Take a petite lesson in sirah and verdot
Petite sirah? Or petite syrah? Are they the same grape? Are they different from syrah? Where does petit verdot fit in? Confusion reigns, says Wine Adviser Paul Gregutt.
Special to The Seattle Times
Pick of the week
K VINTNERS 2009/2010 Milbrandt Syrah; $30
K VINTNERS produces up to a dozen syrahs annually, all distinctive. The Milbrandt is the least expensive and outshines many wines costing considerably more. Aromatic and forward, it's loaded with lush fruit-pie flavors of blackberry and black cherry, and hints of peppery herb and anise. (Distributed by Noble)
LABELING WINES with the name of the principal grape (e.g. chardonnay), rather than the name of the place they are made (e.g. Chablis), has made consumers quite familiar with such popular varieties as chardonnay, riesling, cabernet sauvignon and merlot. But what about petite sirah? Or petite syrah? Are they the same grape? Are they different from syrah? Where does petit verdot fit in? Confusion reigns.
The word petit (or petite) is French, of course, which leads to further consternation. Should that pesky final "e" be there or not? If you've studied any romance language, you know that nouns are either masculine or feminine, and the adjectives follow suit. Petit(e) simply means small, and for whatever reason, sirah/syrah is feminine, while verdot is masculine.
A California-based organization named PS I Love You (www.psiloveyou.org) does a fine job of promoting petite sirah. Check out the website's excellent timeline for a historical overview of the grape's rise to fame. Die-hard fans love it for its blustery, bold, tannic, occasionally rustic flavors.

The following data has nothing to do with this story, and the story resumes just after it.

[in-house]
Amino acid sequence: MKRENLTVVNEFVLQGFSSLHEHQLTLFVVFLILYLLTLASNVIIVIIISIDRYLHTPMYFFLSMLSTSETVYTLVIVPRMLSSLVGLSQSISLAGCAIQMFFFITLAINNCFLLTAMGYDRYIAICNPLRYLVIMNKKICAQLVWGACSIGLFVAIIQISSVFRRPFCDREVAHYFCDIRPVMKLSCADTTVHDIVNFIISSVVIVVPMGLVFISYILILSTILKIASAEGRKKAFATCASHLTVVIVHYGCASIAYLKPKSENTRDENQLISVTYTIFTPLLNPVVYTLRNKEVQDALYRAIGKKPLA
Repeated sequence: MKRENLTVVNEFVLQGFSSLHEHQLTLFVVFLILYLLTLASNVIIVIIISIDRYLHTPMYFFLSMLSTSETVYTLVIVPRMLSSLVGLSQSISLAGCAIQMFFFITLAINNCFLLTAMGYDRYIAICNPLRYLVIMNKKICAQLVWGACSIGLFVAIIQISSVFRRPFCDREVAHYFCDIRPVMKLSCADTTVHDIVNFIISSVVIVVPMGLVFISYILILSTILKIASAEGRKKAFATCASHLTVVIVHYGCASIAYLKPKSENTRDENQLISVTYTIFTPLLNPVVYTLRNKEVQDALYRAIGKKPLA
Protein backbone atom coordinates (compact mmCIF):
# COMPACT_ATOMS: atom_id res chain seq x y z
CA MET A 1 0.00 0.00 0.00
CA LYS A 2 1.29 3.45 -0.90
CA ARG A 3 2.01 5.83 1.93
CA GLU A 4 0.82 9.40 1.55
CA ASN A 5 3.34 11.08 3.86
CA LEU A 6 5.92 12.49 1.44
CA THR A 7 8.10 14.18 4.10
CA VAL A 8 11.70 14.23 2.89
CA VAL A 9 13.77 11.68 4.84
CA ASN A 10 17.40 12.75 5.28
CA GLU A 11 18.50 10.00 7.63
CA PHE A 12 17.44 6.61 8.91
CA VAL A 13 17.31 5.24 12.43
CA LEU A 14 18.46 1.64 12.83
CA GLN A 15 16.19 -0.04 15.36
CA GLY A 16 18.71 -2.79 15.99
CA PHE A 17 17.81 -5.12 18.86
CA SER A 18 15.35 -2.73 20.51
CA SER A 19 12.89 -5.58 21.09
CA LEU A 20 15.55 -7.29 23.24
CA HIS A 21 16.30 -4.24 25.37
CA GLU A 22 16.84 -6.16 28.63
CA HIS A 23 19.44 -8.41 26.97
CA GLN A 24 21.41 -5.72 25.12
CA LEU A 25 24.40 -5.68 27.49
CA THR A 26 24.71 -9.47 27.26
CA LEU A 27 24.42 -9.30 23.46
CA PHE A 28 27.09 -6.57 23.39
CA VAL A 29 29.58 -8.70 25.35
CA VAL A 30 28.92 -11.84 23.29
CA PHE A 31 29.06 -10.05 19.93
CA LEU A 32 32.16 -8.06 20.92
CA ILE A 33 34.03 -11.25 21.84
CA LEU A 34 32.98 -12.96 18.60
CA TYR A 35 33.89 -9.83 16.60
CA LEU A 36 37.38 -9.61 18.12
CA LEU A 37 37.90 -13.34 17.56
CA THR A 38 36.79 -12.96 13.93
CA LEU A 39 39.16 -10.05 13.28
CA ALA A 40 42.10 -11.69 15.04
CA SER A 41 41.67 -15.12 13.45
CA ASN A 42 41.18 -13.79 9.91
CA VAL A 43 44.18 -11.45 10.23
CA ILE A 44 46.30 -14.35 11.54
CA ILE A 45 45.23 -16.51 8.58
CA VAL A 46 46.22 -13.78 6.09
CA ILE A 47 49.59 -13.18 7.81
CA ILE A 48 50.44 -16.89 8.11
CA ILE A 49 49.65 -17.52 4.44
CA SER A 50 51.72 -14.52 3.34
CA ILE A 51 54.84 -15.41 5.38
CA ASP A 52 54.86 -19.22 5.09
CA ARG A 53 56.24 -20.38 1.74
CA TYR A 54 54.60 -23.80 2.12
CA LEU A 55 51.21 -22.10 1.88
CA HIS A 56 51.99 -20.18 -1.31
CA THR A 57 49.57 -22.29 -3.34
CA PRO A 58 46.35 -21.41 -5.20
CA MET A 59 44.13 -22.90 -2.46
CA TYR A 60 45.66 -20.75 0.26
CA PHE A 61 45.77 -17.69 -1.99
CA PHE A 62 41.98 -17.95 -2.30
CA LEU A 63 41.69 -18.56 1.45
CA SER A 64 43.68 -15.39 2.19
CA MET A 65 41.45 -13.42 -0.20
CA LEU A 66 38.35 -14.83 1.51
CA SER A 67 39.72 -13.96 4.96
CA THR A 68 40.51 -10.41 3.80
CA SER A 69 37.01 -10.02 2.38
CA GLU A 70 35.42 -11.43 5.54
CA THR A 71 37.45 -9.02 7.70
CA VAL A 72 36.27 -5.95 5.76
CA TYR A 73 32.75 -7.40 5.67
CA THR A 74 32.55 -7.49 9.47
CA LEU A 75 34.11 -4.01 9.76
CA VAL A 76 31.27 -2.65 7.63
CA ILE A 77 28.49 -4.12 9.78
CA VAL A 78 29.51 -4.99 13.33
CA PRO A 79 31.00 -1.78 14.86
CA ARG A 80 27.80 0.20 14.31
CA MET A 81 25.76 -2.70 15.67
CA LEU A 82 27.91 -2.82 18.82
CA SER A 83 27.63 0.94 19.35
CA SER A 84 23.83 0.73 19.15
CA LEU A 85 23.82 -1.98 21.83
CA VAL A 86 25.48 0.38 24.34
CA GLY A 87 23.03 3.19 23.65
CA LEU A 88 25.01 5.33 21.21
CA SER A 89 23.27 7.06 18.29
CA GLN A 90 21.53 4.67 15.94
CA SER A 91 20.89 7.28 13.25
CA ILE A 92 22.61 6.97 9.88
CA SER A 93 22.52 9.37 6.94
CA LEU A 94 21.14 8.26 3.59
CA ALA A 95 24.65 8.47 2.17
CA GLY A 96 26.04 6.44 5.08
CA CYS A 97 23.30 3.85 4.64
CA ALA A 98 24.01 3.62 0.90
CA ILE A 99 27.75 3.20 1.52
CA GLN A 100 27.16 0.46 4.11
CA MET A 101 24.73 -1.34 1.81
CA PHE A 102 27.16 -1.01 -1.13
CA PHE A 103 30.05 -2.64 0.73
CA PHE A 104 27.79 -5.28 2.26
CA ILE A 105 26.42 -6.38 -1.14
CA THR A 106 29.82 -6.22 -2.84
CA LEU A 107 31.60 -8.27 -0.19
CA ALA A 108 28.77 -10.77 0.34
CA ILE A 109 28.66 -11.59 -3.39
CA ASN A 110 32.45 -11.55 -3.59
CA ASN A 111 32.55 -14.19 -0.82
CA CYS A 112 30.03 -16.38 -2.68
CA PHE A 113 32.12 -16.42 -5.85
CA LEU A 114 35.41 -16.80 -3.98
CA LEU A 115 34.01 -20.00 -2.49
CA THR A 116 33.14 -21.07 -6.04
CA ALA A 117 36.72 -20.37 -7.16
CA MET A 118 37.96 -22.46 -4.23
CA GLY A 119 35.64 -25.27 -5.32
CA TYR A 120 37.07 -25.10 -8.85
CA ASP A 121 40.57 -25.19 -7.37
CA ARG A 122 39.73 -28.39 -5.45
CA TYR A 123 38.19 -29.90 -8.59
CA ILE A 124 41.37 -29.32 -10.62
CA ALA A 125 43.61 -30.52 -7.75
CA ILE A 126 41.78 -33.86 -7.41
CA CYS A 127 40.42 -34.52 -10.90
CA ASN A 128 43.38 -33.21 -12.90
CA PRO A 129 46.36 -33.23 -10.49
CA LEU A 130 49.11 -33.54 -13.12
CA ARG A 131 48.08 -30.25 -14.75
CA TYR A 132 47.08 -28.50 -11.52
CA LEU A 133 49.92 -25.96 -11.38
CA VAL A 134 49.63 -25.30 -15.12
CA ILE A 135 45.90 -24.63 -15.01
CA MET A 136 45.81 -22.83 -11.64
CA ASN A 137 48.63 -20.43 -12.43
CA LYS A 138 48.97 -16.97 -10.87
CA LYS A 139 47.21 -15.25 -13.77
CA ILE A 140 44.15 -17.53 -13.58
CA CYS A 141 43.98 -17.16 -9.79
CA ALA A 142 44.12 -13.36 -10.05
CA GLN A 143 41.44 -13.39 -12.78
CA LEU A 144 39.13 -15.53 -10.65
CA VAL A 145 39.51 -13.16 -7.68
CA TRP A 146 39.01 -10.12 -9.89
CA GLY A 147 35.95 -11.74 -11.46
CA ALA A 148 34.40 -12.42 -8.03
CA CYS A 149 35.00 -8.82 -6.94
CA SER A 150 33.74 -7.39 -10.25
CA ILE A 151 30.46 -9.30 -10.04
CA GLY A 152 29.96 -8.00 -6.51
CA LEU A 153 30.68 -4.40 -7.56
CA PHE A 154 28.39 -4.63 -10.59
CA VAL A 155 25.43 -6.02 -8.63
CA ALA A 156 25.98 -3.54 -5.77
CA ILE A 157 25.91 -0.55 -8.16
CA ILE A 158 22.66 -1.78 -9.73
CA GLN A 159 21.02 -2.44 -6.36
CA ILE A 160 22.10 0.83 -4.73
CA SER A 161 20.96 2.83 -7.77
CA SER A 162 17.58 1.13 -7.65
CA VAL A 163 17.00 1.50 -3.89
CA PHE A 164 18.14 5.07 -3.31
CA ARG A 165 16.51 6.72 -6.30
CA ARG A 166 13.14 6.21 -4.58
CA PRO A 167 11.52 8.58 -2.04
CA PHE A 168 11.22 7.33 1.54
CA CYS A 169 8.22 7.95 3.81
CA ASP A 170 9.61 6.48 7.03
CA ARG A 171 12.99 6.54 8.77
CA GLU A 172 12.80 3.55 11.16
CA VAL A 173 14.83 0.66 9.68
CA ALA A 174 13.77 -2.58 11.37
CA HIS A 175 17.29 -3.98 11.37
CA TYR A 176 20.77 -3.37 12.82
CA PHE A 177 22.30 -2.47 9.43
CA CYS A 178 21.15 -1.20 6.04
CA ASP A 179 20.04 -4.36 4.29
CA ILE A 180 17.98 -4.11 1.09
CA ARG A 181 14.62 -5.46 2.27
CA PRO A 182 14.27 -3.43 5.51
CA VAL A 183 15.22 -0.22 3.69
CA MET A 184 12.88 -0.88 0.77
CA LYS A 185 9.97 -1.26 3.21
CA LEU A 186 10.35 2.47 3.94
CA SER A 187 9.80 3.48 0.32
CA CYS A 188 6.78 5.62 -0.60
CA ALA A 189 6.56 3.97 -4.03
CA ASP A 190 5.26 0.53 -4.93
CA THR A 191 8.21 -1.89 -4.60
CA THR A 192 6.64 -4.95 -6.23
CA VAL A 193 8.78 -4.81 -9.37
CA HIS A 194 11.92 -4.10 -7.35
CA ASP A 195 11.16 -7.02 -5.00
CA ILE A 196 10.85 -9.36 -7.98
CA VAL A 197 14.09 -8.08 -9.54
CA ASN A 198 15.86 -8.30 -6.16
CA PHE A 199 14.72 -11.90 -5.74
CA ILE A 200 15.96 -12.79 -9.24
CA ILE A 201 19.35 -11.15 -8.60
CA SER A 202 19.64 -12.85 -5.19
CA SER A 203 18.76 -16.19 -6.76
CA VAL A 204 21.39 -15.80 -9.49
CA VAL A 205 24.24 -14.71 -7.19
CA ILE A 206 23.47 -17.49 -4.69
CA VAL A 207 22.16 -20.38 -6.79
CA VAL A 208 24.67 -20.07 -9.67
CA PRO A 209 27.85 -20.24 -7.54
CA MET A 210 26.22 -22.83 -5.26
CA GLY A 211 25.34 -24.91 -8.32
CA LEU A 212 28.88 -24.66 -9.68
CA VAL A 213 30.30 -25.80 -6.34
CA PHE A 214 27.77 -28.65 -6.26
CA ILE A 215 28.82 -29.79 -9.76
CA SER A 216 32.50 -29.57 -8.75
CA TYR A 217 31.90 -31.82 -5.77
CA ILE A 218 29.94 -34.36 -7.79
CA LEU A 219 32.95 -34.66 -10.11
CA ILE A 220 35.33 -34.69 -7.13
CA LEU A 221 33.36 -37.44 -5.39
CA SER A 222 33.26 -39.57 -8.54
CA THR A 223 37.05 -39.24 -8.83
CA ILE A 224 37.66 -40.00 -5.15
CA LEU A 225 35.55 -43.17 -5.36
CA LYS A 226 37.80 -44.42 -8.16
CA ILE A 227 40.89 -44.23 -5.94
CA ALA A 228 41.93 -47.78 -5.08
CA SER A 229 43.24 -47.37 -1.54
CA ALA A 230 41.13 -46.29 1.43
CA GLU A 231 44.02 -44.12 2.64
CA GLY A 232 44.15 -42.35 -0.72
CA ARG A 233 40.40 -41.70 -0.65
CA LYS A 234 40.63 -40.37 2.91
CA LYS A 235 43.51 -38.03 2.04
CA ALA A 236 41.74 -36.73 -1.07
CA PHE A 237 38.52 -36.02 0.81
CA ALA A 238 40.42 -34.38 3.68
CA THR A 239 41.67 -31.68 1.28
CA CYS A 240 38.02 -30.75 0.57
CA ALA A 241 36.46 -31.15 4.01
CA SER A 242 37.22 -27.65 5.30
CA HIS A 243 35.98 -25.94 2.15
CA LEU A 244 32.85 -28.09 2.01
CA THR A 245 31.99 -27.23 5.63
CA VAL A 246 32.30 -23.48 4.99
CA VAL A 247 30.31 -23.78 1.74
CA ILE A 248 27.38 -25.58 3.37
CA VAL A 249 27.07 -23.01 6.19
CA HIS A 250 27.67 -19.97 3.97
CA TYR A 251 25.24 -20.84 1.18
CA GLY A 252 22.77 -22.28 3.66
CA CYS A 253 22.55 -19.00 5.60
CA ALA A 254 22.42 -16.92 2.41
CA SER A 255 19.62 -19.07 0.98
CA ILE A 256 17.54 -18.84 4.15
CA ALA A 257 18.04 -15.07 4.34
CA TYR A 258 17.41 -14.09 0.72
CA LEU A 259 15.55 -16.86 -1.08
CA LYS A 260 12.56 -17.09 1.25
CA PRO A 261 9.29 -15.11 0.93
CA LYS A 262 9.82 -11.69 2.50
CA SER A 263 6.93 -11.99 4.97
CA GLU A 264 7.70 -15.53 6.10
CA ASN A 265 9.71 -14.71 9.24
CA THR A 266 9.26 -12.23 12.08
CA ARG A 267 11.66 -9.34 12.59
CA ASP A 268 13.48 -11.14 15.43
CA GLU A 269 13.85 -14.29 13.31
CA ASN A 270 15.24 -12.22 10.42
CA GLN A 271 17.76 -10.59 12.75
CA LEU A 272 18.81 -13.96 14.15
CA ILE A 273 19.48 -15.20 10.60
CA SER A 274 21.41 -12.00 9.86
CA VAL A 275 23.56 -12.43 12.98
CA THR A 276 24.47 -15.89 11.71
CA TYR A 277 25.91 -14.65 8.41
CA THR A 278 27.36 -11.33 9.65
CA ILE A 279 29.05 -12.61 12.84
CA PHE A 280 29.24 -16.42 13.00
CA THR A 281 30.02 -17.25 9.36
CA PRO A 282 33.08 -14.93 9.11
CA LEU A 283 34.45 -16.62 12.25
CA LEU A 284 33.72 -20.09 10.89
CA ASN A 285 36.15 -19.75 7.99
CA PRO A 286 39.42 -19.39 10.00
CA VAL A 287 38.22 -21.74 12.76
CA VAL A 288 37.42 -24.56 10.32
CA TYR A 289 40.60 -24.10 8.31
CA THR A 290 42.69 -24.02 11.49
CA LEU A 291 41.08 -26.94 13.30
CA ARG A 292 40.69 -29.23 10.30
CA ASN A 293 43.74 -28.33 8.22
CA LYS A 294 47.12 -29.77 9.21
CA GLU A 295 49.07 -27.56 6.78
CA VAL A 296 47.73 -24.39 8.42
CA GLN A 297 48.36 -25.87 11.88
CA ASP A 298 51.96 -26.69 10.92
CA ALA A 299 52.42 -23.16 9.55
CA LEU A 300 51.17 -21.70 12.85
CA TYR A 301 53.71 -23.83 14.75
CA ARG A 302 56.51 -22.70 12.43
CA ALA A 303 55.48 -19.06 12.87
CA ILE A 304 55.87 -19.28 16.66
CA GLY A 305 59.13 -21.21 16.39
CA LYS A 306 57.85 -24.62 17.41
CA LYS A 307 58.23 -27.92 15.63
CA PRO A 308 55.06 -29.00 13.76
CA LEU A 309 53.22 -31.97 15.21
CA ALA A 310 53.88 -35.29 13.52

Most experts agree that California's petite sirah is the same as a French grape called Durif. Syrah is different, though a historical relationship exists. (Durif is a cross between syrah and peloursin, another obscure French grape.) When you drink syrah, you are tasting a petite sirah parent. Syrah and shiraz, as it's known in Australia, are identical. Syrah is considered a noble grape because it has the capacity to express exceptional complexity as well as to improve with age. I've tasted both petite sirah and syrah on countless occasions and petite sirah, pleasing though it may be, is no syrah.
Petit verdot is a different grape entirely. One of the officially approved blending grapes of Bordeaux, it rarely comprises more than 3 or 4 percent of the finished wine. As a stand-alone varietal bottling, it is still rare, even in this country. It began to be planted about 20 years ago, in order to improve our own Bordeaux-style blends. As more grapes became available, some winemakers experimented with petit verdot as a solo offering. In its pure form it can be delicious, a mix of floral aromas, sappy berry flavors and somewhat herbaceous tannins.
You'll have to do some hunting to find many of these wines, but here are some recommended California, Oregon and Washington producers who occasionally make them:
Petite Sirah: Alexandria Nicole (Mr. Big); Angel Vine; Animale; Del Rio Vineyards; Dusted Valley; Guenoc; Hess; J. Scott Cellars; Latah Creek; Thurston Wolfe; Vina Robles.
Petit Verdot: Gifford Hirlinger; Januik; Kunde; Le Chateau; Mercer; Rasa Vineyards; Roza Ridge; Saviah Cellars; Seven Hills; Sineann.
About Wine Adviser
My column is all about sharing the joy of exploring all the world of wine. I want to guide people to make inspired choices, and encourage them to try as many different styles of wine as they can. I will always seek out the best wines at the best prices. Wine Adviser runs on Sunday in Pacific Northwest Magazine.